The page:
While chickens might be your first thought when it comes to egg-laying birds, ducks and geese can also provide a farm with tasty eggs for the kitchen or the market.
Quality of Eggs
Duck eggs are similar to chicken eggs in many ways, but they have some distinct qualities. Duck eggs contain more omega-3 fatty acids, more vitamin D, and more of other important vitamins and minerals than their chicken counterparts. With a harder outside shell, their egg whites are thicker and the egg overall is more flavorful.
A goose egg has more in common with a duck egg than a chicken egg. Just like duck eggs, those of geese have higher amounts of many important nutrients and a thick egg white that is perfect for mixing in batters. They have a very thick and sometimes hard-to-crack shell, and the yolk is very large compared with the white of the egg.
Market Value of Duck and Goose Eggs
These unusual qualities make duck and goose eggs marketable. Chefs desire them for baking and making pasta, and many curious home chefs are excited to try them. Unfortunately, goose eggs are highly seasonal; geese usually lay from February through May. However, ducks lay year round, and they are often more reliable as layers than chickens. If you sell your farm’s products, because they are unusual, duck and goose eggs can fetch double what a dozen chicken eggs would cost, depending on your area and the demand.
Breeds and Needs
Ducklings start laying around five or six months old. Breed selection is important with ducks, where some birds are primarily for meat and do not lay as well. For eggs, Khaki Campbells are the stars of the show, but Runner ducks also lay well and consistently. (Here are six duck breeds to consider for laying.)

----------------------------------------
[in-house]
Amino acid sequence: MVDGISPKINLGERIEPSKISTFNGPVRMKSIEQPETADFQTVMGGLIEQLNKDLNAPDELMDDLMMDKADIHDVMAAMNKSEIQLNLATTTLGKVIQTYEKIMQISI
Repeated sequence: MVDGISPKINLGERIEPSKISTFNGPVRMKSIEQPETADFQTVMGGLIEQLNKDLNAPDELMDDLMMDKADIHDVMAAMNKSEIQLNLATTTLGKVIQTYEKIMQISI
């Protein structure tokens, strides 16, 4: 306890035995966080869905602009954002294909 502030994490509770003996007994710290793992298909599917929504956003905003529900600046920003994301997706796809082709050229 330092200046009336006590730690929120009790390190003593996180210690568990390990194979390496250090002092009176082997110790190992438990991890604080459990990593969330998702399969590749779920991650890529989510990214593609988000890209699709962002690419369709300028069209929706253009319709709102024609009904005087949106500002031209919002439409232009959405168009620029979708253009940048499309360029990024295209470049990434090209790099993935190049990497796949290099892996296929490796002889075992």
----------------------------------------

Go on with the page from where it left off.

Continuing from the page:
Because geese are not usually raised only for eggs, selecting among goose breeds is somewhat less important. However, selecting a good breed of goose for your lifestyle is important—Chinese geese are notoriously loud, while Sebastopols are the most calm and good with people.
All egg-laying birds need access to plenty of nutritious food, fresh water, a comfortable living space with enough room to stretch their wings and a good ratio of males to females. (I recommend one male to six females for ducks, and one to four for geese).
Geese and ducks like a private, safe space on the ground to lay, with plenty of bedding. They usually lay in their coop as long as they feel safe there. However, sometimes duck require a good old fashioned egg hunt—you can try to monitor the female to see whether she disappears every day and keep track of where she goes to find her nest.
Easy to raise and extra nutritious—duck and goose eggs are the perfect addition to any small farm. Try adding them to your diet or marketing them at your farm stand or farmers market, and you might be surprised and how delicious and popular they are.